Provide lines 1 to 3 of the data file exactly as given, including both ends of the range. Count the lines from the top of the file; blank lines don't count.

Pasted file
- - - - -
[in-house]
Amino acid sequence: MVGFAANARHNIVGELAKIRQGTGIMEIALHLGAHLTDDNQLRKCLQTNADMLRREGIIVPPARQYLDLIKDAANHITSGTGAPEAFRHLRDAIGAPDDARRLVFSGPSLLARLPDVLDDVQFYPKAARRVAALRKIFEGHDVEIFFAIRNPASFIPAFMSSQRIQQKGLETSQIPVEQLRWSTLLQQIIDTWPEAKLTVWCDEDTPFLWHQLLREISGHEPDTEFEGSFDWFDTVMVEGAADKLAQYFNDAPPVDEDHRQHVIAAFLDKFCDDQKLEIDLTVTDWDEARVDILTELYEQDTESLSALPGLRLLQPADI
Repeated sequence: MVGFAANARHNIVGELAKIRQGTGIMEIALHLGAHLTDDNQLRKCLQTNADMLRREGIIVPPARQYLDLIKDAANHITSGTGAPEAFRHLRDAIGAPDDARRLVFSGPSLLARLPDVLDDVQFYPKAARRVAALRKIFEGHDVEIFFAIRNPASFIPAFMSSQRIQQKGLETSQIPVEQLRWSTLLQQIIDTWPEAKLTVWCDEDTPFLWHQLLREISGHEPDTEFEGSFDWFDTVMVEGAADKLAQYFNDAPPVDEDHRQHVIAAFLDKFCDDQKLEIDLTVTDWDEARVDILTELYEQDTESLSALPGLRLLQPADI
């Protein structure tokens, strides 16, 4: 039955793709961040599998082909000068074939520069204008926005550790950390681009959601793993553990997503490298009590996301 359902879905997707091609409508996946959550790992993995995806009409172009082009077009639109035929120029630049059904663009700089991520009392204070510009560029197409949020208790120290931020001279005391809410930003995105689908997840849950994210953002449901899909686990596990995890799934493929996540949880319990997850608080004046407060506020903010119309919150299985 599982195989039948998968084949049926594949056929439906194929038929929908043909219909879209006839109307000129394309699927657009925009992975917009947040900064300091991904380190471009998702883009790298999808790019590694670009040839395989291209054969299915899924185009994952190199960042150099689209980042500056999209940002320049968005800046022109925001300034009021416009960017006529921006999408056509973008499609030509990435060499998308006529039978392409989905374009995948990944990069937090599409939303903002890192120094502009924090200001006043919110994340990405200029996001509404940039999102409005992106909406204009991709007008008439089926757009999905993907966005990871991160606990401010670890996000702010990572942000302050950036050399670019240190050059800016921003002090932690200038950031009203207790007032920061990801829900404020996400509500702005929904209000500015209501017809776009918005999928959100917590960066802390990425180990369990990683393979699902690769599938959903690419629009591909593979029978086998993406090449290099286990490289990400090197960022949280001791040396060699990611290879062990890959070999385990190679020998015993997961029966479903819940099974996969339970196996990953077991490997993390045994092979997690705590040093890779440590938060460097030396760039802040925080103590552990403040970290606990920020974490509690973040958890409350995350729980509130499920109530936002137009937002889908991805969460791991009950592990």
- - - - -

[in-house]
Amino acid sequence: MVGFAANARHNIVGELAKIRQGTGIMEIALHLGAHLTDDNQLRKCLQTNADMLRREGIIVPPARQYLDLIKDAANHITSGTGAPEAFRHLRDAIGAPDDARRLVFSGPSLLARLPDVLDDVQFYPKAARRVAALRKIFEGHDVEIFFAIRNPASFIPAFMSSQRIQQKGLETSQIPVEQLRWSTLLQQIIDTWPEAKLTVWCDEDTPFLWHQLLREISGHEPDTEFEGSFDWFDTVMVEGAADKLAQYFNDAPPVDEDHRQHVIAAFLDKFCDDQKLEIDLTVTDWDEARVDILTELYEQDTESLSALPGLRLLQPADI
Repeated sequence: MVGFAANARHNIVGELAKIRQGTGIMEIALHLGAHLTDDNQLRKCLQTNADMLRREGIIVPPARQYLDLIKDAANHITSGTGAPEAFRHLRDAIGAPDDARRLVFSGPSLLARLPDVLDDVQFYPKAARRVAALRKIFEGHDVEIFFAIRNPASFIPAFMSSQRIQQKGLETSQIPVEQLRWSTLLQQIIDTWPEAKLTVWCDEDTPFLWHQLLREISGHEPDTEFEGSFDWFDTVMVEGAADKLAQYFNDAPPVDEDHRQHVIAAFLDKFCDDQKLEIDLTVTDWDEARVDILTELYEQDTESLSALPGLRLLQPADI